A little over a month has passed since I posted my first update for my rural Iowa project. Like all long-term projects, it slowed down as timeÂ passed, especially after I ran out of small town near Iowa City that I could easily shoot.
I am mostly satisfied with the results. I can see some themes really starting to emerge in the series and hope to continue the project long-term. Unfortunately, the university’s Hasselblad is not available to me except when I am enrolled in a photography class, so I won’t be able to continue the project over winter break. This wouldn’t be a problem except that I want to stick with square format images and don’t have another square format camera. I’m a bit of a purist in that I’d like to stick with film and the Hasselblad’sÂ original 1:1Â aspect ratioÂ throughout the entire project.
The best part about choosing film for this project, for me, was my rate of success. I shot 11 rolls of filmÂ (132 exposures). There are about 16 good images that I plan to keep in my show which means I am happy withÂ about a 12 percent of the total images I made. It might not sound like a lot, but that’s much higher than I achieve in digital.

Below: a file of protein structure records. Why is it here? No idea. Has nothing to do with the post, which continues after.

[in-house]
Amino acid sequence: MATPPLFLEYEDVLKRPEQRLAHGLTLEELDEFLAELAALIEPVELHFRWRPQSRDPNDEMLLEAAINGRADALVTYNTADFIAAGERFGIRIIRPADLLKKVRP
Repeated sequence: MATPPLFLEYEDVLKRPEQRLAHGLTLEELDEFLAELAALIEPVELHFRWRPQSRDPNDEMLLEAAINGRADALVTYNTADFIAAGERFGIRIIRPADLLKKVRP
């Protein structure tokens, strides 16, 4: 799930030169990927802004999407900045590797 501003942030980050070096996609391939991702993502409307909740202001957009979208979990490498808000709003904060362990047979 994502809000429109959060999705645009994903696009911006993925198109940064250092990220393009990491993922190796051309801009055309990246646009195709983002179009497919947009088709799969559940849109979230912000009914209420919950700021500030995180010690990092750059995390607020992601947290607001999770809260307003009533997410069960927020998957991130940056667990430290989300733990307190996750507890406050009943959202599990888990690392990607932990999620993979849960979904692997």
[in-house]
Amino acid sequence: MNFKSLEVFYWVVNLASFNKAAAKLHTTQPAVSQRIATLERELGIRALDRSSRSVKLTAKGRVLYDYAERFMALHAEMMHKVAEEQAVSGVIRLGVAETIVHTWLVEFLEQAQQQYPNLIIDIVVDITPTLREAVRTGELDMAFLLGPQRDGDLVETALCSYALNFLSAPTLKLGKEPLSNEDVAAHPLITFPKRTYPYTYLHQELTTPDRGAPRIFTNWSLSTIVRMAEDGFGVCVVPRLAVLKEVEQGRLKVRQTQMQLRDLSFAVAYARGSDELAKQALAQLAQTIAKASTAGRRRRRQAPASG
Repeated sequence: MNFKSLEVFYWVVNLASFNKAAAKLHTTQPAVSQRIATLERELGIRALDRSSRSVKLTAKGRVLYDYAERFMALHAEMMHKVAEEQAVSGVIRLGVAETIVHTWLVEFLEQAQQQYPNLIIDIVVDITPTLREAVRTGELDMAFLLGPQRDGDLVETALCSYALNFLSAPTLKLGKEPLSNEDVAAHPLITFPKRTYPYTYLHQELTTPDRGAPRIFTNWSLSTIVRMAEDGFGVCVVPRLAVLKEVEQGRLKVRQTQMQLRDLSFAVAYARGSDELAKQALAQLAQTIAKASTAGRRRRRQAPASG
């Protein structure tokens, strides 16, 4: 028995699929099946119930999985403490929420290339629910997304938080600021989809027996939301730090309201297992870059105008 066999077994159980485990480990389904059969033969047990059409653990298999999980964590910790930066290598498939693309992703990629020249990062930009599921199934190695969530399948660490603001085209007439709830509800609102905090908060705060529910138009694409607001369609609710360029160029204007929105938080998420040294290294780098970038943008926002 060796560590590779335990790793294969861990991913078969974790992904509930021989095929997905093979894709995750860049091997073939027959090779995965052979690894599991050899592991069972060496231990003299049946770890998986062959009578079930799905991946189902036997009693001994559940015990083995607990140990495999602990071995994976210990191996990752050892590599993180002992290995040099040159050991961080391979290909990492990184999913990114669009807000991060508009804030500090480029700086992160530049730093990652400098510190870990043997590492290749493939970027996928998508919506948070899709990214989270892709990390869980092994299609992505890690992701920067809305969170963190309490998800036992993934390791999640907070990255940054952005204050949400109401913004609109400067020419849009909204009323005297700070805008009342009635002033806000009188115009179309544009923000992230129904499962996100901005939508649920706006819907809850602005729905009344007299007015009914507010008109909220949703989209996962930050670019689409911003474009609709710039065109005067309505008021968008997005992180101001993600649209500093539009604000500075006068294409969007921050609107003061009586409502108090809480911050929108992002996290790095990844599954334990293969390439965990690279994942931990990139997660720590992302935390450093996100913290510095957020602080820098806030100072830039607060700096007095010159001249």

Photographer Mason Resnick made this meme that describes my experience exactly.
To be fair, I do shoot film pretty conservatively only makingÂ about one or two images of a single subject before moving on, but I think this is a benefit and I’m a better photographer for it. Limiting my number of exposures helps me make more deliberate, consistent work and really develop a noticeable style.
I still have some cropping and editing to do before I can call this project finished (for now). Plus, I need to write an artist statement and figure out the order I want to hang them at the group show. But you can expect the full project in order with an artist statement on my project page under the Work tab in the next week.